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EVENTS & DISCOVERIES
March 18, 1957
MICKEY AND THE MACHINE AGE, A LONG PROBLEM FOR BRAGG, DEMARET'S WEARING ON THE GREEN, A FRESH START FOR THE STRIPERS, DIM RED LIGHT ON FOOTBALL
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March 18, 1957

Events & Discoveries

MICKEY AND THE MACHINE AGE, A LONG PROBLEM FOR BRAGG, DEMARET'S WEARING ON THE GREEN, A FRESH START FOR THE STRIPERS, DIM RED LIGHT ON FOOTBALL

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1957

1956

(Bizmac est.)

(official)

Mantle

.342

.353

Ashburn

.328

.303

Williams

.322

.345

Kuenn

.319

.332

Minoso

.317

.316

Furillo

.314

.289

PROGRESS REPORT

The Missouri Valley Conference committee investigating rumors of fixes in basketball games refereed by John Fraser, which were first reported to the conference by Dr. Harry Corbin of the University of Wichita and the Rev. Paul Reinert, S.J., president of St. Louis University, met for five hours in St. Louis last week. There had been no indications that an inquiry was in progress until the rumors were printed in SPORTS ILLUSTRATED in the March 4 issue, although in a news release after the meeting the committee said the investigation began on February 15.

The committee examined the films of one of the games (nine games were involved), interviewed Fraser and announced at the session's end that "it has not found any solid facts to substantiate reports by [ SPORTS ILLUSTRATED] that one of its referees was involved in a basketball fix."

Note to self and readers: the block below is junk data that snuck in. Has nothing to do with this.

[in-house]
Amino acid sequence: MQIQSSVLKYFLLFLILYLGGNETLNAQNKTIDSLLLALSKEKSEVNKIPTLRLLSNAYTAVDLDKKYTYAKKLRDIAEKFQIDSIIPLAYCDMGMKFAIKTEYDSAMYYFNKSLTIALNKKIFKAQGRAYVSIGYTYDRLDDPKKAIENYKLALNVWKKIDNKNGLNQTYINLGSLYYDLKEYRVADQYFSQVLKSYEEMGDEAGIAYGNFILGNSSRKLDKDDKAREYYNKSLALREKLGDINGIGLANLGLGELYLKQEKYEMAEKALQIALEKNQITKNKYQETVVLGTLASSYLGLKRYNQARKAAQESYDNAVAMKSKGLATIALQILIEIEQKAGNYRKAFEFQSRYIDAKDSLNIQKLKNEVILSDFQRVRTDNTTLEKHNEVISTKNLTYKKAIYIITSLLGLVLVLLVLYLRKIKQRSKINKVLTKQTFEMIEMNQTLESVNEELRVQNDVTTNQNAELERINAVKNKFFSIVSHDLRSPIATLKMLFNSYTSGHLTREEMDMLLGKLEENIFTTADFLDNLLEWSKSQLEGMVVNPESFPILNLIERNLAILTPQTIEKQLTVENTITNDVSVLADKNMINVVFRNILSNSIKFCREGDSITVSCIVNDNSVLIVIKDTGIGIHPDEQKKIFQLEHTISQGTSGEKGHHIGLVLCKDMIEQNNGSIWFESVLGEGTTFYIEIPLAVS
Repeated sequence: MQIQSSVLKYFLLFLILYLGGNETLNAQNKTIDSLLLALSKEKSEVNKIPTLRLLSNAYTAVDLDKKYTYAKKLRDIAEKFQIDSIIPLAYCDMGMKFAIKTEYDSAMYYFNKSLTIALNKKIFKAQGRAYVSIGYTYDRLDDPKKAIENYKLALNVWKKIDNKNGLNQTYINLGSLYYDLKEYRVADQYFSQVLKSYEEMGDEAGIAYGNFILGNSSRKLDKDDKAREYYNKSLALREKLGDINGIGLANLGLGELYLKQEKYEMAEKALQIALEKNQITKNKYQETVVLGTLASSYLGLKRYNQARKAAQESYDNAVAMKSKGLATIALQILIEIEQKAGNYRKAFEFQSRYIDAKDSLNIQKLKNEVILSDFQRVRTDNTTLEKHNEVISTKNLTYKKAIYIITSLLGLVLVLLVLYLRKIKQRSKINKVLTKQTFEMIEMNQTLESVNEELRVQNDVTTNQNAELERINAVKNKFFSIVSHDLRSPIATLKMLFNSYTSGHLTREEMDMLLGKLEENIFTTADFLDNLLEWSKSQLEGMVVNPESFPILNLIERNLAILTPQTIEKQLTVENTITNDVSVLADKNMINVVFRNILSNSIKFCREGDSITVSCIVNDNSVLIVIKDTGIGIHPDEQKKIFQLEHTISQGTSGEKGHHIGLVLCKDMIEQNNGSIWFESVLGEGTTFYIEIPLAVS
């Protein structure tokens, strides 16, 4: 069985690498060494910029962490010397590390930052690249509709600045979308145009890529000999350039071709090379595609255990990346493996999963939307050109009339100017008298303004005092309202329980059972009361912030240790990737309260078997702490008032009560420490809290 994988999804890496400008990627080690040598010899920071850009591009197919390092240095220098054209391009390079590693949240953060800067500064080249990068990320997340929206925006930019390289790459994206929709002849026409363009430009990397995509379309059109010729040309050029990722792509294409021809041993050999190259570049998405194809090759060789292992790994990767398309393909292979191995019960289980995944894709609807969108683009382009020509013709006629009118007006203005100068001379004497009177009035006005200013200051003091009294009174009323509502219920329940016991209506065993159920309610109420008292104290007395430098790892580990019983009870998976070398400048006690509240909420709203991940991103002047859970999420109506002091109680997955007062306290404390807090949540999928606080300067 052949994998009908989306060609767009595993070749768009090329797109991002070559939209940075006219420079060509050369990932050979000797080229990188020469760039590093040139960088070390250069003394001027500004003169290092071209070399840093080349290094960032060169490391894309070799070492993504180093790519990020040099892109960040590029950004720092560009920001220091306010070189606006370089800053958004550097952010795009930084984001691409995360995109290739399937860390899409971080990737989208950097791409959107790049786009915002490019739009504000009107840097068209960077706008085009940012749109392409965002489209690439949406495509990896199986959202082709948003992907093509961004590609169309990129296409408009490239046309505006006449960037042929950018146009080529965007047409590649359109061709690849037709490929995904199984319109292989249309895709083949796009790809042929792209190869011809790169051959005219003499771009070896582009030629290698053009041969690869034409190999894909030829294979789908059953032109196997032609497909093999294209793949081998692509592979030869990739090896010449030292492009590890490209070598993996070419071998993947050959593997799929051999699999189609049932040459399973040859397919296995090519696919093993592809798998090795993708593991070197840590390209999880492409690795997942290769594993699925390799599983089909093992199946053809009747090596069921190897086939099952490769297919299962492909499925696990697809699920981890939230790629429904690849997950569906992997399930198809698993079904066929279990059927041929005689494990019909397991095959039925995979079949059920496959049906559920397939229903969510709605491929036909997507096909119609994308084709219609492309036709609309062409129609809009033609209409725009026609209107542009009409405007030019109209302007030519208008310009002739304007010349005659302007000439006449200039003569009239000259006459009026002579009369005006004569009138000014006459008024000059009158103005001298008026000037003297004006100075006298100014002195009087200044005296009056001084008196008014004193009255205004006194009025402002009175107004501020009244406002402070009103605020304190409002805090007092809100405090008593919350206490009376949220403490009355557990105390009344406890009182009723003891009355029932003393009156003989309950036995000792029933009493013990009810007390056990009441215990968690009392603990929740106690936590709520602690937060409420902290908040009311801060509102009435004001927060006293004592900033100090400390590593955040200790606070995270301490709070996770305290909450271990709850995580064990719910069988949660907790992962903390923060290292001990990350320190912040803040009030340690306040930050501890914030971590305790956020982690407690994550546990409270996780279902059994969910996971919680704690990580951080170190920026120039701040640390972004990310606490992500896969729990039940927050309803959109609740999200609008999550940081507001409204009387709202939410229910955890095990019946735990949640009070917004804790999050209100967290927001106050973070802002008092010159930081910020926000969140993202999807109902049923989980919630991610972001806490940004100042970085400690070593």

The news release reported that Missouri Valley athletic directors, coaches and sportswriters had been asked for "leads and information" and that the same request had gone to SPORTS ILLUSTRATED. Coaches and officials had expressed confidence in Fraser's integrity, the news release said, but there was "concern" that SPORTS ILLUSTRATED was not physically represented at the meeting.

Actually, SPORTS ILLUSTRATED was represented by "leads and information" supplied the committee at the request of the Rev. Charles Sanderson, S.J., of St. Louis University, president of the conference. The committee's tentative conclusion would indicate that these leads have not been fully developed or else not properly evaluated. However, the committee says its inquiry will continue, as it certainly should.

BIZMAC AT BAT

Bizmac, an electronic creation of the Radio Corporation of America, labors during the week solving problems in logistics on ordnance supplies at the Army Ordnance Tank-Automotive Command in Detroit. Weekends, apparently, Bizmac and its human directors share a human curiosity about the great American summer preoccupation, baseball. Recently, Bizmac digested some statistics on the batting-average ups and downs of several major league stars and, after two or three seconds' reflection, provided some feed-back forecasts for 1957. This qualifies Bizmac for membership in the Hot Stove League of America and indicates that mechanical computers can be, relatively, human. Bizmac based its guesses on the batting averages of the last five years and, presumably, did not consider Ted Williams' propensity for spitting at fans or Mickey Mantle's sore knee. Remembering, then, that Bizmac is projecting from incomplete data, here are some figures to file away until the season ends:

[This article contains a table. Please see hardcopy of magazine or PDF.]

If we are to accept Bizmac's electronic estimation, age will wither Ted Williams 23 points and stale Mantle 11. On the other hand, Richie Ashburn and Carl Furillo, like old wines, will improve. If Bizmac comes through all right, you can expect a wider range of forecasts next year. If not, let's have the Army start some pencil-work re-checks on those ordnance solutions.

LONG JOURNEY INTO HEIGHT

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